We’ve just seen the first two contests of the 2016 elections, and just in time, there’s a new paper from the University of California, San Diego, that shows what we already suspected. That is, voter ID laws dampen turnout for minorities.

Voter ID laws adversely affected the turnout of minorities, and particularly that of Latinos, the paper found. The study also revealed that turnout among Democrats was disproportionately affected, backing up claims of a political motivation behind the laws, which have been overwhelmingly championed by GOP legislators.

It is the first comprehensive study that’s been done over many election cycles that very clearly shows how minority voters are affected, and how they’re adversely and disproportionately affected compared to their white counterparts, the authors say.

Lajevardi, a Ph.D. candidate in UC-San Diego’s department of political science, is joined on the study by lead author Zoltan L. Hajnal , a political science professor there and with Lindsay Nielson, a post-Doctoral fellow. They examined not just the turnout, but the gap among racial groups compared with white voters. Looking at states with strict photo ID laws in elections from 2006 through 2012, they found, where they are enacted, racial, and ethnic minorities are less apt to vote.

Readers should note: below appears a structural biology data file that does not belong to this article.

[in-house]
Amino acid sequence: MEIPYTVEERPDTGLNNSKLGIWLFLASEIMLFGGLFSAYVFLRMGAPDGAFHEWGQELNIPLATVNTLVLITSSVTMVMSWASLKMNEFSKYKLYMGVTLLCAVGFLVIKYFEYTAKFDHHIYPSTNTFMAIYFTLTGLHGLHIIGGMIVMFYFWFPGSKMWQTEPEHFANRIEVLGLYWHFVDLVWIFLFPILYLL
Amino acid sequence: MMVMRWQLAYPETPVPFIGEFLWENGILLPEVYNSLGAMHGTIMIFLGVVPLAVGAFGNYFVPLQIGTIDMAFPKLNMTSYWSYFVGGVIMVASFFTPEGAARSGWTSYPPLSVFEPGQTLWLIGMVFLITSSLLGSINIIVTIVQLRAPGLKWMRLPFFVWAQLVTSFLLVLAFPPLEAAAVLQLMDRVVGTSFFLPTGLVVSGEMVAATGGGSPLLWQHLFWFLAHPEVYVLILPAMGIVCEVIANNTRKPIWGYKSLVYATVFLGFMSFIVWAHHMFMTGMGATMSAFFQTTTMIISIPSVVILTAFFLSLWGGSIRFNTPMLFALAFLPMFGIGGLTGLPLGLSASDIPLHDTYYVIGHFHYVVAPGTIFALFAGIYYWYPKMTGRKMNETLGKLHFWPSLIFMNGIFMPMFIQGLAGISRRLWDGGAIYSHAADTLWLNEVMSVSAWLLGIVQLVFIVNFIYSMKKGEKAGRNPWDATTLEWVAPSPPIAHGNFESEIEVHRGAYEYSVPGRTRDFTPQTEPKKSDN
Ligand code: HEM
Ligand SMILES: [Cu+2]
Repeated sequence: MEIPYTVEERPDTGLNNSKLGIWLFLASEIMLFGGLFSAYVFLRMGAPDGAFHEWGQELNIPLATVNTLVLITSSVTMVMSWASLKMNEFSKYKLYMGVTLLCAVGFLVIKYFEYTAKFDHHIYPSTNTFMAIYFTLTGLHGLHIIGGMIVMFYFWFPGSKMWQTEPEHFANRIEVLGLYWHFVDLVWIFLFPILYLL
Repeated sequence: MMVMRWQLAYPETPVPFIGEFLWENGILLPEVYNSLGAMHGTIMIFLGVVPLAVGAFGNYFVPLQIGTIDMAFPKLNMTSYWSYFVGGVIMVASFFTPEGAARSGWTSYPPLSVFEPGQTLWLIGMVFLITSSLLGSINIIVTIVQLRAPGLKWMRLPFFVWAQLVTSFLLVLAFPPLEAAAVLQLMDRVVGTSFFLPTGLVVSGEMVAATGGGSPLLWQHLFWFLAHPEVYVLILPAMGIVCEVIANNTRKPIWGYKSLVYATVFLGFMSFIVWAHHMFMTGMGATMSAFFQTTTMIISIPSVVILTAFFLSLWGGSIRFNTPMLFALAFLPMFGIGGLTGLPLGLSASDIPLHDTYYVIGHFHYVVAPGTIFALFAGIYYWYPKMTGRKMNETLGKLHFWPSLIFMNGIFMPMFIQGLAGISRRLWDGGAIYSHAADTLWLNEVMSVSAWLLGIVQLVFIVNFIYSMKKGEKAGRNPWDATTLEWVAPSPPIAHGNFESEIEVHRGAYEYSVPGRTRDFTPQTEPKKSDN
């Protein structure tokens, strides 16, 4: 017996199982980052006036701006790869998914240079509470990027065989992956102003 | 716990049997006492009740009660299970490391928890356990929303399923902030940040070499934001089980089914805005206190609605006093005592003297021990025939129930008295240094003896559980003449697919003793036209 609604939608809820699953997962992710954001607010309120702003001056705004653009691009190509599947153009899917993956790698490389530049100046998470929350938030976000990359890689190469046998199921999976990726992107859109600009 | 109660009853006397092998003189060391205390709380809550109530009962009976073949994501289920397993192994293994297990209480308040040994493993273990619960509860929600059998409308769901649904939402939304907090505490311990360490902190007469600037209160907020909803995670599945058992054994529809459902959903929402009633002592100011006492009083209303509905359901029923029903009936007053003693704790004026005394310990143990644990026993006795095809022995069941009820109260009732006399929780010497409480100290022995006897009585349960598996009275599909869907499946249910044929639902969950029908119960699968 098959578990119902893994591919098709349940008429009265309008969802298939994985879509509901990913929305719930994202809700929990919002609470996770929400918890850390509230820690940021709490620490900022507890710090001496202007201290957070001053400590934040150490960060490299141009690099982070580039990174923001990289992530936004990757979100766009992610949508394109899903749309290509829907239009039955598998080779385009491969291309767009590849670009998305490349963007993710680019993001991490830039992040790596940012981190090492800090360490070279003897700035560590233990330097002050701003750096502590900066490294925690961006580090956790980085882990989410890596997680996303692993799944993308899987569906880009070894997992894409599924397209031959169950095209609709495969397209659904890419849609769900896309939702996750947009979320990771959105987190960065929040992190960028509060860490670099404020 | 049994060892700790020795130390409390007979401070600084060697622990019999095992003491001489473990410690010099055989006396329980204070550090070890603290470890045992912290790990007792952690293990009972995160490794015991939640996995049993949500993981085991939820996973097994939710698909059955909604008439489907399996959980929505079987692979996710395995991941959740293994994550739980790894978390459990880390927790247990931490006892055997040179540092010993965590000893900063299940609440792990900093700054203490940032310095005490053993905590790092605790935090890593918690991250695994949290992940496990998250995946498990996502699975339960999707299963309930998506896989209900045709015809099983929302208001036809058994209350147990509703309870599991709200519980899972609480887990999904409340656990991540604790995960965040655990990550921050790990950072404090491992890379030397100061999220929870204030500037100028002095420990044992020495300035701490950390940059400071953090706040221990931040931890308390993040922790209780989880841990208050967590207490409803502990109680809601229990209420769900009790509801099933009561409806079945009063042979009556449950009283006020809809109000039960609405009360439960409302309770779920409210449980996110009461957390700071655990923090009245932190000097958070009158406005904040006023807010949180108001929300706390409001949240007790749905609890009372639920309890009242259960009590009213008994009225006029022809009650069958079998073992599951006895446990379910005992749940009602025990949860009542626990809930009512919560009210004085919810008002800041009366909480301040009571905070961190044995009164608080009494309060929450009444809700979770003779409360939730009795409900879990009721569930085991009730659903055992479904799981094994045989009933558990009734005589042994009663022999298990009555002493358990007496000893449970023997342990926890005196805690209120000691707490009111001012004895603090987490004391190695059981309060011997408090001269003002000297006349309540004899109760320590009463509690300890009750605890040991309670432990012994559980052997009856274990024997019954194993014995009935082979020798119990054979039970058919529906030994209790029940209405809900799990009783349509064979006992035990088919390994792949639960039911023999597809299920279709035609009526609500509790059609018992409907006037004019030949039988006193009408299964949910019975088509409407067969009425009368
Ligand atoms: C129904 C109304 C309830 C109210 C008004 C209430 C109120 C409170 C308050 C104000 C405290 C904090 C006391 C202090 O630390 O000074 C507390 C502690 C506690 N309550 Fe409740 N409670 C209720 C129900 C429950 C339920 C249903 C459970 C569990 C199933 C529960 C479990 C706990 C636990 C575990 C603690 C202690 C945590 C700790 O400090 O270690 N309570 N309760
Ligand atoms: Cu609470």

Not only have the numbers of states passing voter ID laws grown considerably since the Supreme Court approved of Indiana’s photo ID law in 2008, the requirements in the laws have also gotten stricter. The paper’s authors thus focused attention on “strict” photo ID laws, meaning those “that prevent the voter from casting a regular ballot if they cannot present appropriate identification.” Seven states have strict photo ID laws in place, by the study’s count.

In general elections, states with strict photo ID laws show a Latino turnout 10.3 points lower than in states without them, the study showed. The law also affected turnout in primary elections, where Latino turnout decreased by 6.3 points and Black turnout by 1.6 points.